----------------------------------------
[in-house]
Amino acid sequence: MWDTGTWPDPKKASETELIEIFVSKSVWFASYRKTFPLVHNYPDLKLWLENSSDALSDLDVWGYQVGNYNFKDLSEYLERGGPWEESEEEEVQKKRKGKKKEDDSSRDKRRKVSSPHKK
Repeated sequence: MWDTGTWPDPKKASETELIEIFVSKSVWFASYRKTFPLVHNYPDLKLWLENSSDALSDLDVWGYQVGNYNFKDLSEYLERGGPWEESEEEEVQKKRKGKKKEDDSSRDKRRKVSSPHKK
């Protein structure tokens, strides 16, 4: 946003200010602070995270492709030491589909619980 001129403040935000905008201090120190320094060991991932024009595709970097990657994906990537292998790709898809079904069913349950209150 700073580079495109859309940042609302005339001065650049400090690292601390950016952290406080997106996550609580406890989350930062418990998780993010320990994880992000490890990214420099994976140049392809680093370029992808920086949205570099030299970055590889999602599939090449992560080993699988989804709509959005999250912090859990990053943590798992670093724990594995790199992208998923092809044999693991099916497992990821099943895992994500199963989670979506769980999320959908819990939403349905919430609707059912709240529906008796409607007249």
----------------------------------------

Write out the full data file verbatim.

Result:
[in-house]
Amino acid sequence: MWDTGTWPDPKKASETELIEIFVSKSVWFASYRKTFPLVHNYPDLKLWLENSSDALSDLDVWGYQVGNYNFKDLSEYLERGGPWEESEEEEVQKKRKGKKKEDDSSRDKRRKVSSPHKK
Repeated sequence: MWDTGTWPDPKKASETELIEIFVSKSVWFASYRKTFPLVHNYPDLKLWLENSSDALSDLDVWGYQVGNYNFKDLSEYLERGGPWEESEEEEVQKKRKGKKKEDDSSRDKRRKVSSPHKK
């Protein structure tokens, strides 16, 4: 946003200010602070995270492709030491589909619980 001129403040935000905008201090120190320094060991991932024009595709970097990657994906990537292998790709898809079904069913349950209150 700073580079495109859309940042609302005339001065650049400090690292601390950016952290406080997106996550609580406890989350930062418990998780993010320990994880992000490890990214420099994976140049392809680093370029992808920086949205570099030299970055590889999602599939090449992560080993699988989804709509959005999250912090859990990053943590798992670093724990594995790199992208998923092809044999693991099916497992990821099943895992994500199963989670979506769980999320959908819990939403349905919430609707059912709240529906008796409607007249």